Even though the platinum-iridium alloys are not used in the same quantities as the platinum-rhodium alloys, they play an important role in very many applications. Small additions of iridium (typically 0.3 or 1%) improve the microstructural stability of the platinum at elevated temperatures, without significantly affecting the mechanical strength and the forming characteristics. Typical alloy compositions are platinum with 10, 20 or 30% iridium.
As the range of phase separation between iridium and platinum extends to a temperature of about 1,000°C, exposure of alloys with 20 or 30% iridium to temperatures around 800-900°C can lead to the precipitation of iridium and thus cause embrittlement of the material.
With increasing iridium contents, the strength increases more rapidly than with the platinum-rhodium alloys. However, a disadvantage in the application of the platinum-iridium alloys is their significantly poorer oxidation resistance in comparison with platinum and the platinum-rhodium alloys because the iridium content forms an oxide that evaporates more rapidly than it forms at temperatures >1,000°C (the surface remains metallically clean). Platinum-iridium alloys are even more corrosion resistant than platinum in aqueous media and many corrosive media and demonstrate outstanding tissue compatibility with the human body.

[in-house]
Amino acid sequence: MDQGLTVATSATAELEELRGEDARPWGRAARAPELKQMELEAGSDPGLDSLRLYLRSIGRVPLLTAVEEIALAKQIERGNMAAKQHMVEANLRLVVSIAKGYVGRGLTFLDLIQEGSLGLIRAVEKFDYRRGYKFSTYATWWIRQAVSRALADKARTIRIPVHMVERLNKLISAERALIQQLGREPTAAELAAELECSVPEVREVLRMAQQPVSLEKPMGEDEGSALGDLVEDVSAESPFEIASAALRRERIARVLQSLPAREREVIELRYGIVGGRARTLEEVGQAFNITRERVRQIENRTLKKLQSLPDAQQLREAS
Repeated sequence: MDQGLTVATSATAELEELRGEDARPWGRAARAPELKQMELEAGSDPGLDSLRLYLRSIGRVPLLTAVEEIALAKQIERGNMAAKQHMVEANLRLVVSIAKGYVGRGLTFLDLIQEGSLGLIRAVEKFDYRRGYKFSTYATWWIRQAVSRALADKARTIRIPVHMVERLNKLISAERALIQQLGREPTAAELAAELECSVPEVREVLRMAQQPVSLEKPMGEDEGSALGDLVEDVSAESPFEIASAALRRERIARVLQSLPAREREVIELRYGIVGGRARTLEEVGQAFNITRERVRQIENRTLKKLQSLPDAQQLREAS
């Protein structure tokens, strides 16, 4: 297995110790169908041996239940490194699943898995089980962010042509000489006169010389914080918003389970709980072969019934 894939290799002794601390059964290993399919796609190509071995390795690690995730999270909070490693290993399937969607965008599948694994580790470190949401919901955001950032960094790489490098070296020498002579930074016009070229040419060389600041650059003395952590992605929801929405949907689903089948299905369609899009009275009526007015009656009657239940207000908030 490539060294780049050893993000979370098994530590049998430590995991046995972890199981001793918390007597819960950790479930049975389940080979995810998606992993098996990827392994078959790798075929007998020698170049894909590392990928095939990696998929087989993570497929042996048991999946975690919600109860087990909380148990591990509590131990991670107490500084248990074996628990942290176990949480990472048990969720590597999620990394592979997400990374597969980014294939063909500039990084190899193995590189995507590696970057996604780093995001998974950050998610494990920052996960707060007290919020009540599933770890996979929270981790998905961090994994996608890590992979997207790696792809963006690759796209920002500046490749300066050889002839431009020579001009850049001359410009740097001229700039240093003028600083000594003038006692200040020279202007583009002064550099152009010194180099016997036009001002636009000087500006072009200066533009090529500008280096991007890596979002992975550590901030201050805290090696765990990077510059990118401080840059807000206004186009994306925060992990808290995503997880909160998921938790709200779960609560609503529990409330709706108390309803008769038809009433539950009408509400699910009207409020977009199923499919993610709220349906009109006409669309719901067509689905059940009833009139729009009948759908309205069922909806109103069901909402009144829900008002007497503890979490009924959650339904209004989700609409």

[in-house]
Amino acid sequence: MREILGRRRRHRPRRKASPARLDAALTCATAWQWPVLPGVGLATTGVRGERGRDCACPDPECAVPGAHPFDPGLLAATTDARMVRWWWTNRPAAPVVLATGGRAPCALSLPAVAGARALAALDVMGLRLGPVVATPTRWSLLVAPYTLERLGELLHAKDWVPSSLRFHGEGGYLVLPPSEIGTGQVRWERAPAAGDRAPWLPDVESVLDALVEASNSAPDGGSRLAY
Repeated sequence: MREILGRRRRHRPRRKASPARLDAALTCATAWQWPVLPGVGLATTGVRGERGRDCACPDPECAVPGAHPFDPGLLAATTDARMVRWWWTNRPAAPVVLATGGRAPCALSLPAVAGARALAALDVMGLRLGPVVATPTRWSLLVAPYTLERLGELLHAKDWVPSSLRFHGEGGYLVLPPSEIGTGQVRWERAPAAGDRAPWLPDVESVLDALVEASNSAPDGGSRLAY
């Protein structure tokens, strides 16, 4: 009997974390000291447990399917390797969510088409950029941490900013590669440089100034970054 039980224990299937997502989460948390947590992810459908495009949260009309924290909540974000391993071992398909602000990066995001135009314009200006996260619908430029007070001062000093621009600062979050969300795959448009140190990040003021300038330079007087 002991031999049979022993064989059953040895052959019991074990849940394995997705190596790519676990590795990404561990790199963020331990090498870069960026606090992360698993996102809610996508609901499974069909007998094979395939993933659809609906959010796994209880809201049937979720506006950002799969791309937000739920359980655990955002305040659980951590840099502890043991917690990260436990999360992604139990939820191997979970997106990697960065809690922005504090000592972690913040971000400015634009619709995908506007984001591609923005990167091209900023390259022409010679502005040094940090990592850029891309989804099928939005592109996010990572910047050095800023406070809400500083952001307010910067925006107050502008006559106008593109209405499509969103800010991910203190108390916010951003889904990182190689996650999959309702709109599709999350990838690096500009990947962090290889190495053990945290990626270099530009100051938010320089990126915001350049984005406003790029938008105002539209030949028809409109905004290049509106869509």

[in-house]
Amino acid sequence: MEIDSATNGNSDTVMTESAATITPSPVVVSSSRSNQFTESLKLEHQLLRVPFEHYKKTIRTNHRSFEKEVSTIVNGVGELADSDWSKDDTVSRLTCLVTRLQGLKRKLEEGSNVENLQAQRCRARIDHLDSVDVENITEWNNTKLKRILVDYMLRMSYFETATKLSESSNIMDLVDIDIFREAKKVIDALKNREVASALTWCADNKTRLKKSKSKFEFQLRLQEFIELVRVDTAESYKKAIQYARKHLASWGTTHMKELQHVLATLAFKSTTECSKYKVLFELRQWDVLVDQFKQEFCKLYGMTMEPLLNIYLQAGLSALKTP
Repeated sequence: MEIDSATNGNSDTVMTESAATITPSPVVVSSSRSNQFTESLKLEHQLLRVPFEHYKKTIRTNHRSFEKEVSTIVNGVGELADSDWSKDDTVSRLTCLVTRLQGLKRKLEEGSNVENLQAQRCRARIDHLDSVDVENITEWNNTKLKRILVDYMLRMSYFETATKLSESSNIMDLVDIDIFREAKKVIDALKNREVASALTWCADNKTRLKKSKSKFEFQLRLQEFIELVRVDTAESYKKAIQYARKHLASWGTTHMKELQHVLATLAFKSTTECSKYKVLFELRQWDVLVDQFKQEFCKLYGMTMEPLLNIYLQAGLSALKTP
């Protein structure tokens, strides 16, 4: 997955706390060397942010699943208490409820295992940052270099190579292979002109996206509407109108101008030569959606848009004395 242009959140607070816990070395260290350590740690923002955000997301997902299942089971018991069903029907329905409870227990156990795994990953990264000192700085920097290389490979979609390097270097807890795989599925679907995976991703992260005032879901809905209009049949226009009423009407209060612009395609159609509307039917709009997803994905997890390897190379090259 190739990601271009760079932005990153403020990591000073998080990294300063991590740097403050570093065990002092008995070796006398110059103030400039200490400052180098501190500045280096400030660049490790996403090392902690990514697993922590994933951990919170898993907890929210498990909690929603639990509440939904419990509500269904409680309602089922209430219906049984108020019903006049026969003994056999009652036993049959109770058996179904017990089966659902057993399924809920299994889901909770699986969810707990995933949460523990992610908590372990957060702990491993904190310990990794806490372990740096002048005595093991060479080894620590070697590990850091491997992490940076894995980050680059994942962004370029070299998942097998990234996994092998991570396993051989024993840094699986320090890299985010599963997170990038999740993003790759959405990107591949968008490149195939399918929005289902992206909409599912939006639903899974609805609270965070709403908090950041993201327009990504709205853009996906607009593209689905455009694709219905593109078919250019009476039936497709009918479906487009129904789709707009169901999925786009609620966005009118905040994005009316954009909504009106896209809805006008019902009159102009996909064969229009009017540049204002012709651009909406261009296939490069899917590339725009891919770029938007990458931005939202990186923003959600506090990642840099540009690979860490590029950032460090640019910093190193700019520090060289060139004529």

Phase diagram of the alloy system platinum-iridium
Source: "Binary Alloy Phase Diagrams plus Updates", ASM International 1996.